Philip: They’ve helped us out with press access to Fanfest, and they’ve promised to help us get interviews with employees. Other than that, we have no collaboration with them and they have no say in the editorial process of the movie.

Winterblink: How are you planning on keeping the end product an honest and impartial one?

Philip: When it comes to filming documentaries, I believe that it’s hard to be completely impartial. Instead, we should be very clear about our subjective look into the questions we’re trying to raise, while making sure this doesn’t become some sort of propaganda film.

Winterblink: The EVE player community is, shall we say… a passionate one. There are plenty of sensitive topics in the history of EVE that will be like little landmines during your production. How are you planning on handling tougher issues, and more importantly how will you deal with any potential fallout in game? Remember, there’s a shiny new bounty system in place now.

Petter: There are absolutely some very sensitive topics that we’ll have to treat with utmost respect, especially since some are personal for both players and CCP employees. We’ll have to figure out which are relevant to the documentary and go from there. Speaking of the bounties, I gave my character’s name… That might have been a mistake.

Winterblink: You’ll be present at Fanfest this year — that’s a handful of you versus hundreds EVE folks. Where will people be able to find you to get involved?

Philip: We’ll give out our e-mail so that people can stay in touch with us if they want to participate during fanfest, and plan to we wear t-shirts with the logo on it so people can find us on the showfloor.

Petter: We’ll be the guys that, together with people from CCP, look the most stressed out. Also, Philip’s flowing, golden hair and great looks should stand out in any crowd.

Winterblink: Outside of Fanfest, what are your plans for getting the views of the EVE community into your documentary?

Petter: It’s about budget, right? We’re only focusing on Fanfest at the moment – it’s the biggest gathering of EVE players and gives us easy access to CCP. If there is an EVE meet somewhere that we have the opportunity to go to, we’d of course jump at the chance.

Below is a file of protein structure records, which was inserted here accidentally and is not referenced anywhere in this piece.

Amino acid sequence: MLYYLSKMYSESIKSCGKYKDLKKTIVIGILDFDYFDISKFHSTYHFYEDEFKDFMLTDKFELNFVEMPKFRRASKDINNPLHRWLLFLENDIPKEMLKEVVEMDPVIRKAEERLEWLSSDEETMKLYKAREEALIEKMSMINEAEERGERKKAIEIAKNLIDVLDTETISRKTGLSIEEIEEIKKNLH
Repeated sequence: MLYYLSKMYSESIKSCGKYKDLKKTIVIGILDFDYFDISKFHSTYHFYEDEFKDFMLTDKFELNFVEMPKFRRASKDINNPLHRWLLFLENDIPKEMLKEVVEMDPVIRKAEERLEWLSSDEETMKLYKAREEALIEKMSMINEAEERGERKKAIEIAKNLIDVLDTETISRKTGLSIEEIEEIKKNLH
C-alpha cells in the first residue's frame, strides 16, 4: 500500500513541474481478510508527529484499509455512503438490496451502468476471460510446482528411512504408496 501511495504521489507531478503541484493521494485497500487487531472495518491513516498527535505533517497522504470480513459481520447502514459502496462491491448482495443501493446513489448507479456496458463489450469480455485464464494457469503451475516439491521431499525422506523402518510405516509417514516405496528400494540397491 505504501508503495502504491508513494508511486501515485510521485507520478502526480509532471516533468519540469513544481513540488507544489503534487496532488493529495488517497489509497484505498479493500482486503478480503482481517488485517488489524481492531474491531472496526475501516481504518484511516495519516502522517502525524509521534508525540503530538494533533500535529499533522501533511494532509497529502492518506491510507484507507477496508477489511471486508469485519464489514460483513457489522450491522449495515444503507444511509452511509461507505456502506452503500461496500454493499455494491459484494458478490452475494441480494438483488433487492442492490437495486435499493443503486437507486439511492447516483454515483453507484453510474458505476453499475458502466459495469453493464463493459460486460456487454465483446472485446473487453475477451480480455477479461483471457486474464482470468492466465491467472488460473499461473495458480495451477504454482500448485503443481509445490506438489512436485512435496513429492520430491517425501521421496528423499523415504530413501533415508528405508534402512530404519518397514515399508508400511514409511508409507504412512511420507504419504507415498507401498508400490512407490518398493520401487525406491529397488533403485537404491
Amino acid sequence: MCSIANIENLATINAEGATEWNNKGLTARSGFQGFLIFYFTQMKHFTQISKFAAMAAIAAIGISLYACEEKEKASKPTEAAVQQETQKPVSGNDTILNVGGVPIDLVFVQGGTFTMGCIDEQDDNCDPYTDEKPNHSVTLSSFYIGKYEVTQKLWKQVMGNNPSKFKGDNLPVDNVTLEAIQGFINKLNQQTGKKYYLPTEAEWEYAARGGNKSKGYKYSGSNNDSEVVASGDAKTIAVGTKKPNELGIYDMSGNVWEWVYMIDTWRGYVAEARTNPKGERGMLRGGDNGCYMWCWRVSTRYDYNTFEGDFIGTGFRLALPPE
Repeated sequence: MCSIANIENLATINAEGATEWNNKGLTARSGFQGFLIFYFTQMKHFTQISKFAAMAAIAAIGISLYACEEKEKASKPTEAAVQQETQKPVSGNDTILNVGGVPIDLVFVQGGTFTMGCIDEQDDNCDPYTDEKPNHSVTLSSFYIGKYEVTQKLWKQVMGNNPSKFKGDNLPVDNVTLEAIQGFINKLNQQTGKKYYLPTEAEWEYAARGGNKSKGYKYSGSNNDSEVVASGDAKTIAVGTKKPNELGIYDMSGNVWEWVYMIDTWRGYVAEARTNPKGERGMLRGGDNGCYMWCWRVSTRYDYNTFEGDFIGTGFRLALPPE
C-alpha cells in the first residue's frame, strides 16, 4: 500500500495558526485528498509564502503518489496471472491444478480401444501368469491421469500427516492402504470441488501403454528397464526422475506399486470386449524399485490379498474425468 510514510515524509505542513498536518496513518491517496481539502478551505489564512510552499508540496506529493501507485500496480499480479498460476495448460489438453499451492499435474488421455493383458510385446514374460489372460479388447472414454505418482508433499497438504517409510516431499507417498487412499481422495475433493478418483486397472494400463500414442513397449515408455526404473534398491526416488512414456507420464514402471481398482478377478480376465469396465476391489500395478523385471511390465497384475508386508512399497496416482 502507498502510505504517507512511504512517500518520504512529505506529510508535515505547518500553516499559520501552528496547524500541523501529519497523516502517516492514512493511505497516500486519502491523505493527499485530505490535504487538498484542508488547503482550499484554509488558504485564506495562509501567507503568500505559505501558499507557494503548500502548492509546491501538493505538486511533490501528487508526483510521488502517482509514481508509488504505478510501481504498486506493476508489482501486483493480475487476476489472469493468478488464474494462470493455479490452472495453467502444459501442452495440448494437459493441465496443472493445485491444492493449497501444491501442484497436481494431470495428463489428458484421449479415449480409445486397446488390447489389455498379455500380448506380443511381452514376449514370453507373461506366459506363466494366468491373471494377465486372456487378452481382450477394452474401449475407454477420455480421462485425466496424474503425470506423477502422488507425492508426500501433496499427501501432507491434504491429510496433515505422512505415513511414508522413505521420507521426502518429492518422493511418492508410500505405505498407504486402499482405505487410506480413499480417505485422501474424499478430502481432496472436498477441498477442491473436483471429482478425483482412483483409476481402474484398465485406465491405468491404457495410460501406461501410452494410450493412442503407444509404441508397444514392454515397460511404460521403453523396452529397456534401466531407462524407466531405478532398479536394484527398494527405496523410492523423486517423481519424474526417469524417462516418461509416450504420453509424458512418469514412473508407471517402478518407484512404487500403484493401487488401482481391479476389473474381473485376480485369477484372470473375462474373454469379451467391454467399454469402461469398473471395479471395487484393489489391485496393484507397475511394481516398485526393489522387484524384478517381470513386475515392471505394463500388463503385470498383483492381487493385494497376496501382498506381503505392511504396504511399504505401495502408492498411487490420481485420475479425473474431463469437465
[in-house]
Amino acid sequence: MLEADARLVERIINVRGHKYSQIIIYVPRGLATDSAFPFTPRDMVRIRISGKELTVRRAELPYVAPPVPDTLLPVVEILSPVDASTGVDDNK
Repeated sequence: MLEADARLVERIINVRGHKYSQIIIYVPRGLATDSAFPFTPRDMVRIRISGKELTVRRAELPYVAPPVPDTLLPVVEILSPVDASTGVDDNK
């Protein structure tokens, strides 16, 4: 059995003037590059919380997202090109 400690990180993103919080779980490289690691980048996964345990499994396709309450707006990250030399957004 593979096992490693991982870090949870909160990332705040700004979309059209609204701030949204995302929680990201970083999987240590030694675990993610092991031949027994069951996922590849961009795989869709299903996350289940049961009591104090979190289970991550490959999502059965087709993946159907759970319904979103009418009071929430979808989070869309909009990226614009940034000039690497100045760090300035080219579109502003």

Winterblink: I’m worried that relying on Fanfest coverage will result in only a more recent perspective of EVE. If you’re going to get into the history of EVE, what are your plans for making that content interesting beyond just a nicely produced recounting of events?

Philip: As mentioned above, we’re not getting into the history of EVE. But that would also be an interesting documentary to watch. Maybe the EVE-community themselves can make that happen?

Winterblink: What kind of EVE players are those on the team?

Petter: I’ve turned ship spinning into an art form. Weeeee! Seismic Stan, who helps us with research and other things, sends his regards and says that he’s been ”a carebearing industrialist missioner, a member of a low-sec alliance attached to CVA in the Providence NRDS era” and that he later led his corp to certain doom in null-sec as part of a -A- pet alliance. I was actually in that -A- pet alliance too. No, I’m not proud of it, but it’s not like we actually did anything. Except lag out in some huge, 1400-player scrap against Red Alliance (I think it was).

Winterblink: I have to applaud the thriftiness of your campaign, it seems you folks want the money to go straight into the production and not fluffy perks. If the campaign goes along at the pace it has been, you’ll be past your goal before the end of the funding period. If that’s the case, what can we expect the extra money to go towards?

Petter: Stretch goals are always tricky, especially since we want to keep the perks modest – there have been way too many Kickstarter or Indiegogo campaigns that lost a lot of money promising all kinds of toys, t-shirts and posters to their backers. When we’re closing in on the $6000 we’re hoping to raise, we’ll talk more about it.

Winterblink: How can we expect to watch the documentary once it is complete?

Philip: We will release it on a variety of social platforms such as Youtube, Vimeo and file sharing sites. Since this is a non-profit project, we want everyone to be able to watch the documentary without paying for it.

Winterblink: What do you and your team plan on doing after the documentary is done?

Philip: Probably celebrate! After that, most of us are getting back to school for our final year for our bachelor exam. If everything goes as planned with A Tale of Internet Spaceships, we’ll start to plan our next project straight away.

Winterblink: Thanks to you and your team for taking the time to answer these questions, and good luck on the fundraising campaign!

Petter: Thanks for having us! I’d like to take the opportunity to thank all the people that have supported us, both financially and by spreading the word. I should also mention that while me, Philip and Elin are the most visible, we have several other people helping us out behind the scenes – production assistants, graphical artists, researchers, consultants… Without them, this documentary would probably never happen.


If you think the idea of a community-made documentary about EVE Online is a cool one then head over to the campaign page and toss these guys some of your hard earned cash. In lieu of there being no “Taranis Love” option, I went with “Battleship Love” myself. There’s only two weeks left on the campaign, and this is a neat way to support the EVE community.